State workers could lose five days paid leave under a budget proposed by the House Ways and Means committee.
The panel approved an amendment Monday which would require state employees to be furloughed five days -- all to be taken on state holidays. The move is intended to save money in a year that the state is facing a half-billion budget gap due to the national recession. The panel has also proposed furloughing teachers for five days.
The House rejected an amendment which would have required agencies lay off any contract workers, working retirees or those enrolled in the Teachers and Employees Retention Incentive program, or TERI, before furloughing state workers. However, the House budget would close the TERI program to new participants on July 1.
The TERI program was designed to retain experienced teachers and other employees, but allow them to begin accruing retirement benefits. The program has been criticized as too expensive and preventing younger workers from earning promotion because retired workers have not left their positions.
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Education, the state’s biggest expenditure, looks as if it will take the biggest budget hit. Furloughing teachers will save the state $100 million. Other proposals will impact teacher pay across the state, most notably ending a $7,500 annual bonus for National Board Certified teachers. Teachers would have to complete the program by July 1 to become eligible for the ten-year bonus.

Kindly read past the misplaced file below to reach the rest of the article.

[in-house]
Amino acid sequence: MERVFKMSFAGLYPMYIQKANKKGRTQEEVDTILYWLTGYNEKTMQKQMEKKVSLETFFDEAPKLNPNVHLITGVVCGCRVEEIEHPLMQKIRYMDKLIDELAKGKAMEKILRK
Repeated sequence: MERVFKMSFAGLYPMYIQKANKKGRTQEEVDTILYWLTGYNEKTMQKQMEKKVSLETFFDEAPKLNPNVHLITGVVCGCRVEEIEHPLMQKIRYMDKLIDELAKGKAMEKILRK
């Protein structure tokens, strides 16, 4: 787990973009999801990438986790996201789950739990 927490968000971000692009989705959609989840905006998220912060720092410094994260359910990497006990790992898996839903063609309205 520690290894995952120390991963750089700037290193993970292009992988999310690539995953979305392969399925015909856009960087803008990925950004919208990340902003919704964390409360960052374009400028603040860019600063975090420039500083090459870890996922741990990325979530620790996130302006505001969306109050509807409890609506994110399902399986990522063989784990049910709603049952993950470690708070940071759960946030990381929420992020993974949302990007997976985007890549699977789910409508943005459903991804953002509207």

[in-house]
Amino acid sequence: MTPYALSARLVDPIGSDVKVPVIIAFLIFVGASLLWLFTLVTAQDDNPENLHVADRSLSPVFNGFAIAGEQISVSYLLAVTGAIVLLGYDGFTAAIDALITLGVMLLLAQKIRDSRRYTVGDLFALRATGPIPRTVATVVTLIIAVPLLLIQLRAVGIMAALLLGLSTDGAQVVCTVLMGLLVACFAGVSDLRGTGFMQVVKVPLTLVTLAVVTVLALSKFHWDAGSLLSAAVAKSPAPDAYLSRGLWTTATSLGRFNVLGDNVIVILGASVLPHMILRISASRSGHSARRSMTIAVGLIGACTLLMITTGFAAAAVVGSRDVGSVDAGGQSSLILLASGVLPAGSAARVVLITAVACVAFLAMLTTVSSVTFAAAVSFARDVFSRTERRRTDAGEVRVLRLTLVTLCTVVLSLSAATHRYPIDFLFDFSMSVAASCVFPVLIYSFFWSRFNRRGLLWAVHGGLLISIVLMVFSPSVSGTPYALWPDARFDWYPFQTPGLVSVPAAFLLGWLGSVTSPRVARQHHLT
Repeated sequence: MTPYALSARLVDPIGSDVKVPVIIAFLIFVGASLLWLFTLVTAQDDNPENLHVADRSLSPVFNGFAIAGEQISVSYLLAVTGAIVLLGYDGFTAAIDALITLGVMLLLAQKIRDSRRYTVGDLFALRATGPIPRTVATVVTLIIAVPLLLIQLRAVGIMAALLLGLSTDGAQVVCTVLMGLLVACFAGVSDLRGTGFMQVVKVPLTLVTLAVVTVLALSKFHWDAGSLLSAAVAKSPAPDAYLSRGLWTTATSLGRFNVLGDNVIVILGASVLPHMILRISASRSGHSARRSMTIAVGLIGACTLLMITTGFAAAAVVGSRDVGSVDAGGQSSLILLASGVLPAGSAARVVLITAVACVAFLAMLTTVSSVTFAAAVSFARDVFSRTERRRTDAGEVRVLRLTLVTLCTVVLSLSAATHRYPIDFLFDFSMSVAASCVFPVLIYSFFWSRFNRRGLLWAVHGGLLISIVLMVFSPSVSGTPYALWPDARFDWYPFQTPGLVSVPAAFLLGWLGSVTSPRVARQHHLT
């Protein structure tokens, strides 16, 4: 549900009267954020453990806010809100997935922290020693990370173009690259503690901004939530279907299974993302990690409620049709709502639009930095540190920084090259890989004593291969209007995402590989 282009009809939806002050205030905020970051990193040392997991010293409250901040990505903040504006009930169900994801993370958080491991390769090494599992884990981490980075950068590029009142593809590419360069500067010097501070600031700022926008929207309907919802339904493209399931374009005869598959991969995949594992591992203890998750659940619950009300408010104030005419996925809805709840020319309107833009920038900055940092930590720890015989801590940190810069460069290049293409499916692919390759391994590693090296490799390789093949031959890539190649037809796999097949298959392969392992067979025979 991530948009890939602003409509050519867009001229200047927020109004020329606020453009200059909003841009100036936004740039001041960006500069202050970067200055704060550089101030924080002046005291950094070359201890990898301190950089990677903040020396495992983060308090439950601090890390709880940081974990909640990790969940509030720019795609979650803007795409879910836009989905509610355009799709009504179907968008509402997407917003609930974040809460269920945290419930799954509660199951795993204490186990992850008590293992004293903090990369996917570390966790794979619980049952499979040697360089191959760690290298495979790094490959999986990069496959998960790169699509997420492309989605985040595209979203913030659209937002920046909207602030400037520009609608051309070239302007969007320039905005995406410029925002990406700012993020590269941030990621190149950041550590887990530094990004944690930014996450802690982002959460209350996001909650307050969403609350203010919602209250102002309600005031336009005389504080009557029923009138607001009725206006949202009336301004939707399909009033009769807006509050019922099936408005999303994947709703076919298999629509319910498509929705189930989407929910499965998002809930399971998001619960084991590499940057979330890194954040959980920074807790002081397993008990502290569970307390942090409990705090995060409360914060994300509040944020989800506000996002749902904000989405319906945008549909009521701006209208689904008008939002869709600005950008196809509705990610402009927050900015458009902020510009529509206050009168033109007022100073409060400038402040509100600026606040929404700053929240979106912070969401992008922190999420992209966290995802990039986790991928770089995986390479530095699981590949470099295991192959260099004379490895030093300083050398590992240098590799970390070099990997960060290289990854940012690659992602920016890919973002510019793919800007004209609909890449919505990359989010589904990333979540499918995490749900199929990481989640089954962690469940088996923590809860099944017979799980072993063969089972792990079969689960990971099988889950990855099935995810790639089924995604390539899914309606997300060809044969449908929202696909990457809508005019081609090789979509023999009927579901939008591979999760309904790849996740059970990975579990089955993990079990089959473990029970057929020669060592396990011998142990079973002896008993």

The House budget also limits new limits on a $275 reimbursement all teachers receive for purchasing supplies. Districts can reimburse teachers based on money available.
Substitute teachers will have to receive background checks if the House budget is approved, and part-time employees could lose their medical and other fringe benefits.
The budget also allows schools to suspend some testing, textbook purchases and printing report cards. Districts would be allowed to send out report cards electronically unless a parent requests a written copy.
The Ways and Means committee will debate the budget this week, with the full House taking up the spending plan on March 16.